Making a hand-built sculptural porcelain flower vessel: I made four short videos showing my process as I hand-built this form, and I’ve put them all on this post, in reverse chronological order. The piece was built over a 5-week period, to the constant background of news coming from the radio—I’ve shared more about my thought process, and the difficult sources that were my inspiration, at the bottom of this post.
The final video, Part 4, shows me refining the form and details, and cutting away clay supports that have cradled the vessel over the last few weeks. The vessel is now loosely wrapped under 4 layers of soft plastic, and settled in for the long, slow dry before it can be fired. Scroll down for Parts 3, 2, and 1 to see how the form was developed.
Time is an essential component in building complex pieces like this; clay will soften as it is worked, and by breaking my work up into sessions of a few hours a day, it allows physical processes to occur in the clay. As it rests—the texture will stiffen, or set-up, re-gaining the internal strength it lost as I worked. However, I always have to balance water loss over time too, hence the plastic layers that you will see me using to protect all but the area that I am working on. Slightly stiffer and drier clay is more able to support the layers and features as I build upwards, and I constantly monitor how the clay feels or behaves to determine how much work I can do.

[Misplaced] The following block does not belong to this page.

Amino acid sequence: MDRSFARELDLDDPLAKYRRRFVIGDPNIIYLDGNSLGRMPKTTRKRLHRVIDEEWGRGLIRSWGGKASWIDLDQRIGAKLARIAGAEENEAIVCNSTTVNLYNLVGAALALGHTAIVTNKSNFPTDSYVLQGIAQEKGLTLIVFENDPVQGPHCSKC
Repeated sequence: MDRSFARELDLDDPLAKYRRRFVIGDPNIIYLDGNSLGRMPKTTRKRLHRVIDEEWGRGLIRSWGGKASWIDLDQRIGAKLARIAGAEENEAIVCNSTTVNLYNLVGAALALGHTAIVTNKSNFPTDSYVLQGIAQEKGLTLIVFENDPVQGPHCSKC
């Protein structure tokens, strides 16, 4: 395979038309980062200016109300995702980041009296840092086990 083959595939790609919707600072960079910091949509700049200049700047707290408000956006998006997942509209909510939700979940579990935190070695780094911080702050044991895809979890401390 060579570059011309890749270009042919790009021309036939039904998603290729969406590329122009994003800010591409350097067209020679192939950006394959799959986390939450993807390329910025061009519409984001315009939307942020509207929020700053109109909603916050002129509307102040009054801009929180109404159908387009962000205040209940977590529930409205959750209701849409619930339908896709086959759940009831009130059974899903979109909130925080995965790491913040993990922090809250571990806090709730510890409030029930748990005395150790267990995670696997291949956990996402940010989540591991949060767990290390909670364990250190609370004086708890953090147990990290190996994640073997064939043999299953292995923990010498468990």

Reel 3, 2x speed: continuing to develop the form, refining features.
🎶 Mark Mothersbaugh "Pearl"
Reel 2, 4x speed: tools, lines, and bumps of clay—landmarks that help me sculpt to the right height, imagining water in the bowl, and the fall lines that flowers will follow, thinking about how they will relate to openings—fenestrations—in the final form.
🎶 audionautix.com “There You Go”
Reel 1, 2x speed: first four days of slowly developing the base form and the internal scaffolding for details.
🎶 Mark Mothersbaugh "Refreshing Pint"
I started this piece on March 3, 2022. It felt trivial to make against the sound-track of heart-break that came with the hourly news, as we learned of the Russian invasion of Ukraine. I was planning to start something new that day, and this piece emerged. It came from thinking about what it takes for us to learn and grow as individuals—the barriers, risks, and rewards embedded in the psychology of behaviour change. I was wishing, hoping, that somehow minds might still be changed. My mind went back in time, to the research base at the heart of my former work in public health, and my hands went into clay. A random, 15-year old newspaper headline showed up under the piece, from a newspaper section about “Real Life”: lifestyle, health, home, work-life balance—all the usual chaff—except when it isn’t, if “usual” has been capriciously taken away from you by an act of war. The working title and concept for this piece is “Growth is a Radical Act”. There’s a (misspelled) biologist’s pun in there—a radicle is the embryonic root emerging from a seed, but what I am saying is that strength lives in choosing to engage, acknowledging and learning from situations, choosing to find new options, and in dealing with mistakes: strength lives in showing others that we have the ability to change our minds, and grow. My intention is that the piece will be a functional sculpture: it could be filled with flowers in an act of commemoration, or renewal. Hopefully it will find somewhere useful to be, eventually. For now, #standwithukraine 💔
You can see a portfolio of finished work here: